When I got the news yesterday that Sidney Crosby would not be in the National Hockey League All-Star Game, I can’t say I was particularly upset about it.
In fact, I was actually OK with it.
Now, I am not just saying this because I want to save face. I may be a Pittsburgh Penguins fan and featured columnist, but I don’t think the All-Star Game will gain or lose anything by Crosby not playing.
Here are some reasons why.
Crosby may be the face of the NHL, but does that mean that there are no other players worth marketing? Is there no one else who is just as talented that can be introduced to the NHL’s coveted casual fan?
Of course not.
The NHL can keep up with pushing the Penguins forward by marketing defenseman Kris Letang, who is having the best year of his career with 41 points and a plus-22 rating. He is sixth in the NHL with 34 assists, and his plus/minus rating is ranked third. He is an early favorite for the Norris Trophy.
The Carolina Hurricanes, who will be hosting this year’s festivities, have many players worth featuring front and center. Team captain Eric Staal is also a captain of one of the all-star teams, while goalie Cam Ward is having another solid year with a record of 15-5 to go with a 2.71 GAA and a .920 save percentage.
The all-star weekend will also feature a family affair. Eric’s brother Marc is a part of the game, and we all know that hockey broadcasters love telling us the Staals are brothers (and in case you didn’t know that already, I told you again.).
Finally, the young stars game will feature prominent rookies such as Logan Couture of the San Jose Sharks and Taylor Hall and Jordan Eberle of the Edmonton Oilers.
While none of the viewers will forget who Crosby is (and how can you when the Versus team will remind us frequently that he is not there?), he is not the only reason to tune into the game. I have a great appreciation for many of the other players who will be in the game and am just as happy to see them showcased.
The ratings for the last few NHL All-Star Games have been nothing to write home about.
In 2007, the first all-star game since 2004 drew an 0.7 overnight rating, which indicated an estimated 76 percent drop in viewers from 2004. It got lower ratings than the long-past-its-prime “American Idol”.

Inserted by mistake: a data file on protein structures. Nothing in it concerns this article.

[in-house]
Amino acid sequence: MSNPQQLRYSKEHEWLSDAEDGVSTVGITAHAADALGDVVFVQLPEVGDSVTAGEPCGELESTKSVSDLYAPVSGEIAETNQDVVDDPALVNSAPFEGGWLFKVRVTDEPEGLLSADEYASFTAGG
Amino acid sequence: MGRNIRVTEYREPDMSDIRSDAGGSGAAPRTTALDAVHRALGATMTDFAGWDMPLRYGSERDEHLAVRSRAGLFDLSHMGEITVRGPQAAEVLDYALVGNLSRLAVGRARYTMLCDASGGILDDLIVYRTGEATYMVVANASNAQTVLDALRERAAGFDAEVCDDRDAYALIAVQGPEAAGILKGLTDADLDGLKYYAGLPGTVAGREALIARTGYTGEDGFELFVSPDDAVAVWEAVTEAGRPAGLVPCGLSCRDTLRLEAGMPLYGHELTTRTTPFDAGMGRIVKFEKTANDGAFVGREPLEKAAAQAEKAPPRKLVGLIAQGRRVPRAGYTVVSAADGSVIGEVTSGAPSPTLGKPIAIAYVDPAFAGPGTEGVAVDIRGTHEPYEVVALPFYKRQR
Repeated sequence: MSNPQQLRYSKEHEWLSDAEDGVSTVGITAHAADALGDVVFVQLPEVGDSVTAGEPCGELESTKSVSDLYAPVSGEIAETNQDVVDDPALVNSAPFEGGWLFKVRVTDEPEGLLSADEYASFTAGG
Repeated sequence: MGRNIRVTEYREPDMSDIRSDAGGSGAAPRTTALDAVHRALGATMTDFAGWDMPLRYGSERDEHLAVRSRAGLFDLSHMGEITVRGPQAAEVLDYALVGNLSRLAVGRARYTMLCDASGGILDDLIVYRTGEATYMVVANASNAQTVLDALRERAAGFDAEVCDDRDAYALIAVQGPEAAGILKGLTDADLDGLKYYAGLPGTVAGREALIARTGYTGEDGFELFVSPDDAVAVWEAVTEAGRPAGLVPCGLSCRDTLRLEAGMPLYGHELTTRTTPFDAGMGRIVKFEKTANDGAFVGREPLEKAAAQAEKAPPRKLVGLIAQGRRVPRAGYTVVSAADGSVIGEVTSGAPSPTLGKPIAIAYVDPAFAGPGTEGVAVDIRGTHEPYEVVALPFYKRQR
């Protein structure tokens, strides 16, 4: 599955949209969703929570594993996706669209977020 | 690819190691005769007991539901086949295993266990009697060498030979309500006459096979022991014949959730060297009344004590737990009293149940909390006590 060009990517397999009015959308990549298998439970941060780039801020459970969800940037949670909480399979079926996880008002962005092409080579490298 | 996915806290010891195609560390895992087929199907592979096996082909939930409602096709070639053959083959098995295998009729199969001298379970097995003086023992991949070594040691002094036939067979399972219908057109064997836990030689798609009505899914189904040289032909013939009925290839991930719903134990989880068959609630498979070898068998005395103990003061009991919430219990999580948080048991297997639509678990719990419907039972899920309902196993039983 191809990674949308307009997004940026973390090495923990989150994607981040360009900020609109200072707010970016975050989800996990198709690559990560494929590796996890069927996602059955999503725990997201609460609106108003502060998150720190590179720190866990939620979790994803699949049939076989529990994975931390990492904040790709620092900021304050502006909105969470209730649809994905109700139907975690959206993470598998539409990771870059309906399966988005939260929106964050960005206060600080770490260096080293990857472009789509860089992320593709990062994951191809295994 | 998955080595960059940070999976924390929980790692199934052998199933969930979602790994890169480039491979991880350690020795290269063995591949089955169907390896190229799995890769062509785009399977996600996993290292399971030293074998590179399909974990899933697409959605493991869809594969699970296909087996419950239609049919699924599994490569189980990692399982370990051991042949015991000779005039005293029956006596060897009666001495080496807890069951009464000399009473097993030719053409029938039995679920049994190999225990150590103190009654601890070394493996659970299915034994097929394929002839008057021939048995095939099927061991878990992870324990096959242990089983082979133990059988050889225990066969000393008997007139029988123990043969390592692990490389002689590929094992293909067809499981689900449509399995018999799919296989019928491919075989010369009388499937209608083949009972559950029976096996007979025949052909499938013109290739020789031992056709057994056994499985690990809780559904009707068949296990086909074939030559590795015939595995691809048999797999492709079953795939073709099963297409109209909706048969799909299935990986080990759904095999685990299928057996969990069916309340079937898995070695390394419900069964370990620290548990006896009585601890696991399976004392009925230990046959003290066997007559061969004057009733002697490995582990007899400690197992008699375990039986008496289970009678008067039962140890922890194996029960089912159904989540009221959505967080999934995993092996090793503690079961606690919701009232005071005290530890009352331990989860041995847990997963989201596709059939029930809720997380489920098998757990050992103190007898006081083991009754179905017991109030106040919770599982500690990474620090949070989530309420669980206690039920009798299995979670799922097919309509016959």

The 2008 festivities rated slightly better, with an 0.76 rating. However, it still did not reach one million viewers.
The most recent All-Star Game, which was held in conjunction with the Montreal Canadiens’ 100th anniversary, earned an 0.8 rating. There was a 12 percent increase in ratings, but it still did not compare to the second annual Winter Classic, which has arguably taken the All-Star Game’s place as the NHL’s marquee event.
There wasn’t a game last season due to the Olympics, and there seems to be limited excitement among fans for this year’s event.
Having Crosby in the game will not bring the increase in ratings the NHL is hoping for. No one seemed to care when he actually played in 2007, so hyping a big-name player does not give fans enough incentive to tune in.
This ties into my point about All-Star Game ratings.
The score of the 2009 NHL All-Star Game was 12-11 in favor of the Eastern Conference.
A game with a score that looks almost like a lacrosse game is not something that the majority of NHL fans want to see. Many would rather see a one or two goal game that is at least somewhat physical.
Considering that any kind of checking or hitting is absent in the All-Star Game, how would Crosby generate anymore excitement? He provides the kind of presence wanted in this game, and although his fans appreciate his talent, they wouldn’t tune in just to see it. They know what he can do, so there would be no surprises.
Most importantly, Crosby can get rest that he wouldn’t get by participating in the All-Star Game.
I’m no medical professional, but when an athlete has a concussion, they should not be back in the lineup until they are 100 percent symptom free and physically able to play.
There is no need for Crosby to play in a game that doesn’t even matter. I’m sure even he would prefer to get some rest and be ready for the second half of the regular season and the Stanley Cup Playoffs.
If he is going to be present, he can sign autographs and take questions from the media. This way, the NHL won't have a lot to complain about.
Although NHL officials are no doubt disappointed that Crosby will be absent, it is a non-issue in my mind.
There are plenty of ways to make the game exciting without him, and no doubt fans who will be tuning in are excited to see some of the NHL’s other talent.
But what do you think? Will Crosby’s absence hurt the NHL All-Star Game, or will it not matter this coming weekend?
Take my poll or let me know in the comments.